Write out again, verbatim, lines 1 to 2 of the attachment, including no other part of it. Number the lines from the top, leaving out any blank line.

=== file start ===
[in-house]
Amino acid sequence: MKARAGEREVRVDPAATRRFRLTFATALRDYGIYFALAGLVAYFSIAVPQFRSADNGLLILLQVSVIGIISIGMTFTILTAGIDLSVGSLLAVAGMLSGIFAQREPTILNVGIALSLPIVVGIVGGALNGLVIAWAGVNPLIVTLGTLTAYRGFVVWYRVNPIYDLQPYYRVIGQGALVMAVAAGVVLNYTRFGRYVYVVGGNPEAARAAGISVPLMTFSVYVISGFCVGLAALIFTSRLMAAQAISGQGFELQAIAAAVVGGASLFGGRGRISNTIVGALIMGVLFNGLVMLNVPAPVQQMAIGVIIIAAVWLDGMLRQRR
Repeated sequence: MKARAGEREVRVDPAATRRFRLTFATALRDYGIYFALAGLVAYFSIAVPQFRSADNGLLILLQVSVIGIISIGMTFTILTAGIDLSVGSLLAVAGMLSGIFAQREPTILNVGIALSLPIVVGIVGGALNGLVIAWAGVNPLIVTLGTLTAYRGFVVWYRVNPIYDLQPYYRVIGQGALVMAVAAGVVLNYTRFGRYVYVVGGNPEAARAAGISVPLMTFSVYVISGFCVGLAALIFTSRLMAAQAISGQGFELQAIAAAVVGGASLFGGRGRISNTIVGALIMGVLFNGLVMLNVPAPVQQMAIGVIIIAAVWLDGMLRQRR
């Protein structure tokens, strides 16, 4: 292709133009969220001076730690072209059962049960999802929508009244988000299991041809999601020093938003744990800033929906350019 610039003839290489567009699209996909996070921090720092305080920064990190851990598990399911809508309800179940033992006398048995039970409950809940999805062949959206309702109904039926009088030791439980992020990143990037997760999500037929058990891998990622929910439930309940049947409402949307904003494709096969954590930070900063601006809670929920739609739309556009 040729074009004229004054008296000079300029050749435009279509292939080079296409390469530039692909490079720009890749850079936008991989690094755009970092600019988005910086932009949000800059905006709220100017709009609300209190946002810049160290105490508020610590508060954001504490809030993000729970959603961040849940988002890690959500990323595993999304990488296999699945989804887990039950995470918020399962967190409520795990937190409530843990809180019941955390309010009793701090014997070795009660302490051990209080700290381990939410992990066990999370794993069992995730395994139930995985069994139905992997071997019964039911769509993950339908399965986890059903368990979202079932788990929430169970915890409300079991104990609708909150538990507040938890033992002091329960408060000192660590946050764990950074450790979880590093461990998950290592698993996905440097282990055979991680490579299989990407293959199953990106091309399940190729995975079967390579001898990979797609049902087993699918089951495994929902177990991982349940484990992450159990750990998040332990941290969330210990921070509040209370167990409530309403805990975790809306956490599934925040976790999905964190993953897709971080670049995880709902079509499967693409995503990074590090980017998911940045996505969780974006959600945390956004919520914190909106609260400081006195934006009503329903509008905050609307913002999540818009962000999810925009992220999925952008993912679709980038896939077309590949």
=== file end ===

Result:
[in-house]
Amino acid sequence: MKARAGEREVRVDPAATRRFRLTFATALRDYGIYFALAGLVAYFSIAVPQFRSADNGLLILLQVSVIGIISIGMTFTILTAGIDLSVGSLLAVAGMLSGIFAQREPTILNVGIALSLPIVVGIVGGALNGLVIAWAGVNPLIVTLGTLTAYRGFVVWYRVNPIYDLQPYYRVIGQGALVMAVAAGVVLNYTRFGRYVYVVGGNPEAARAAGISVPLMTFSVYVISGFCVGLAALIFTSRLMAAQAISGQGFELQAIAAAVVGGASLFGGRGRISNTIVGALIMGVLFNGLVMLNVPAPVQQMAIGVIIIAAVWLDGMLRQRR